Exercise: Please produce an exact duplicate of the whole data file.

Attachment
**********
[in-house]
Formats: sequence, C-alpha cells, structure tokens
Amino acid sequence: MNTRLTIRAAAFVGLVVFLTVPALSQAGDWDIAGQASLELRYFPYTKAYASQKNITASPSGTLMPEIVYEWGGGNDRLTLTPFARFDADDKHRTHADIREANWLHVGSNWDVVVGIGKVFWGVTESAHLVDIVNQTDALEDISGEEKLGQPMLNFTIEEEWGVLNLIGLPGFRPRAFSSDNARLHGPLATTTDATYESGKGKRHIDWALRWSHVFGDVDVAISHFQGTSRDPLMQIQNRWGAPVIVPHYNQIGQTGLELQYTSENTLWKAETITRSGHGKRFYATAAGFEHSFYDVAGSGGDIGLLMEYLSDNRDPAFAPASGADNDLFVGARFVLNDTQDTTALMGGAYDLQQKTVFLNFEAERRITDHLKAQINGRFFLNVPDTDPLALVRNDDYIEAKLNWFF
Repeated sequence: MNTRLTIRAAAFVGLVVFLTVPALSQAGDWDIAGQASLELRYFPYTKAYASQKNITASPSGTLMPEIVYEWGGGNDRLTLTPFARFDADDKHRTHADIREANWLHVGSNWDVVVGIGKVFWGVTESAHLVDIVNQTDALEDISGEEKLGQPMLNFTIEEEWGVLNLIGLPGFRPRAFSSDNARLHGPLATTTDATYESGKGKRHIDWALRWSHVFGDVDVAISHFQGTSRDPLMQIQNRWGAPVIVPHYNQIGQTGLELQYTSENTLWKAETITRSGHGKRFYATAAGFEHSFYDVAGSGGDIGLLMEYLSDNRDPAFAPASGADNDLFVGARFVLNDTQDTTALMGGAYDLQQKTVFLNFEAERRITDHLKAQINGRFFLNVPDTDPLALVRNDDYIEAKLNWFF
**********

[in-house]
Formats: sequence, C-alpha cells, structure tokens
Amino acid sequence: MNTRLTIRAAAFVGLVVFLTVPALSQAGDWDIAGQASLELRYFPYTKAYASQKNITASPSGTLMPEIVYEWGGGNDRLTLTPFARFDADDKHRTHADIREANWLHVGSNWDVVVGIGKVFWGVTESAHLVDIVNQTDALEDISGEEKLGQPMLNFTIEEEWGVLNLIGLPGFRPRAFSSDNARLHGPLATTTDATYESGKGKRHIDWALRWSHVFGDVDVAISHFQGTSRDPLMQIQNRWGAPVIVPHYNQIGQTGLELQYTSENTLWKAETITRSGHGKRFYATAAGFEHSFYDVAGSGGDIGLLMEYLSDNRDPAFAPASGADNDLFVGARFVLNDTQDTTALMGGAYDLQQKTVFLNFEAERRITDHLKAQINGRFFLNVPDTDPLALVRNDDYIEAKLNWFF
Repeated sequence: MNTRLTIRAAAFVGLVVFLTVPALSQAGDWDIAGQASLELRYFPYTKAYASQKNITASPSGTLMPEIVYEWGGGNDRLTLTPFARFDADDKHRTHADIREANWLHVGSNWDVVVGIGKVFWGVTESAHLVDIVNQTDALEDISGEEKLGQPMLNFTIEEEWGVLNLIGLPGFRPRAFSSDNARLHGPLATTTDATYESGKGKRHIDWALRWSHVFGDVDVAISHFQGTSRDPLMQIQNRWGAPVIVPHYNQIGQTGLELQYTSENTLWKAETITRSGHGKRFYATAAGFEHSFYDVAGSGGDIGLLMEYLSDNRDPAFAPASGADNDLFVGARFVLNDTQDTTALMGGAYDLQQKTVFLNFEAERRITDHLKAQINGRFFLNVPDTDPLALVRNDDYIEAKLNWFF